"Three decades after the full onset of the global HIV tragedy, science appears to finally be developing preventative measures, including microbicides that would thwart infections in the first place, according to individuals at" the biennial International Microbicides Conference in Sydney, the Asia Sentinel writes. "Now, however, the challenge is to put the solution into the hands of those most susceptible to the disease," the news service adds (Ramakant, 4/17). Researchers, advocates and funders met this week at the conference "to discuss the state of HIV prevention research," a conference press release states.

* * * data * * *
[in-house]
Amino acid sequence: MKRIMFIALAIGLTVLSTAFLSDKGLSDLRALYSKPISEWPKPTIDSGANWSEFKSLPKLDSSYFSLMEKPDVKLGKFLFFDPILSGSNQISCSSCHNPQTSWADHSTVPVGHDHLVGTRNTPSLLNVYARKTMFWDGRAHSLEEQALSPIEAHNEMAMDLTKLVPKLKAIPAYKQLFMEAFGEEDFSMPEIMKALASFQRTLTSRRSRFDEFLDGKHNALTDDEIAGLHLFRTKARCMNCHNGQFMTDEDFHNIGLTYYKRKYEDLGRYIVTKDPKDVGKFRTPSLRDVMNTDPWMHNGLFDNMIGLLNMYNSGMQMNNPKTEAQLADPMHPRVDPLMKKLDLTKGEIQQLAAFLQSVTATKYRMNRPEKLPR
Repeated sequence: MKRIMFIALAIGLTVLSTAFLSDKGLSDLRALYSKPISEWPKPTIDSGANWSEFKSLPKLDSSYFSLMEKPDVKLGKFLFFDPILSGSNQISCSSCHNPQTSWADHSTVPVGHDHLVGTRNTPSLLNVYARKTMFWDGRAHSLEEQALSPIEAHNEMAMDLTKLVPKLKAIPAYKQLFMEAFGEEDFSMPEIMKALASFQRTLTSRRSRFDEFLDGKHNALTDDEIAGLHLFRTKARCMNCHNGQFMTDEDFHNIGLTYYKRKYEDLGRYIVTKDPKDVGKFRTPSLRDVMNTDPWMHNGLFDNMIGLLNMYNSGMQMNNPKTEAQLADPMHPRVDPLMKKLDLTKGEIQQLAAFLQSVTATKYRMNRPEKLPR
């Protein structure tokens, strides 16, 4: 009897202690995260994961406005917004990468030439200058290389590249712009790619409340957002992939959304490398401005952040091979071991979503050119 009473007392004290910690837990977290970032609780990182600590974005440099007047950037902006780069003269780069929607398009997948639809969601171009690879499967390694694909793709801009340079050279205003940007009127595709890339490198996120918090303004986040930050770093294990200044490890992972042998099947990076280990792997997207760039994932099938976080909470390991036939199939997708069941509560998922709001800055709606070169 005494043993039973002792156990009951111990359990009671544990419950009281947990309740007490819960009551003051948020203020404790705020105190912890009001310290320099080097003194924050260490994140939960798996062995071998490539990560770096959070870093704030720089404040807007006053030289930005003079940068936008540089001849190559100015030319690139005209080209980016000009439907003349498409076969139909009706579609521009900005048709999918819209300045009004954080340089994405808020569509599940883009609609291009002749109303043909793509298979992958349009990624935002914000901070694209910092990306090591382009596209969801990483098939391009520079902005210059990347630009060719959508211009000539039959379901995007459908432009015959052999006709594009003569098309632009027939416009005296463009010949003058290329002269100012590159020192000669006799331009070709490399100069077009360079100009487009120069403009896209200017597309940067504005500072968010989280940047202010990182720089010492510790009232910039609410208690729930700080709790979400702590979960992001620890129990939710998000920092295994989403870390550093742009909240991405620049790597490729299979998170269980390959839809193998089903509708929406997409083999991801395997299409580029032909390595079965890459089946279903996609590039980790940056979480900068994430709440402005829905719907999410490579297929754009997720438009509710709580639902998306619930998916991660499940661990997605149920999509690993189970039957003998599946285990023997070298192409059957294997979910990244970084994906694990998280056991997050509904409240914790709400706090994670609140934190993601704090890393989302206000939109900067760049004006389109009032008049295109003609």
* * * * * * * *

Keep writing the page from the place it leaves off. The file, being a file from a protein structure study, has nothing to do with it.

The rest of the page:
Speaking at the meeting, "Professor John Kaldor of the Kirby Institute at the University of New South Wales, co-chair of the conference, noted, 'This is the first microbicide conference to take place in the context of knowing a microbicide works and knowing [pre-exposure prophylaxis (PrEP)] works,'" according to the press release. "Much of the research presented at the conference on Monday focused on the promise of PrEP, which involves HIV-negative people at risk for HIV using antiretroviral medications (ARVs) to reduce the risk of HIV infection," the press release notes, adding, "Other research presented at the conference on Monday looked at the biology of mucosal transmission of HIV and rectal microbicides" (4/17).
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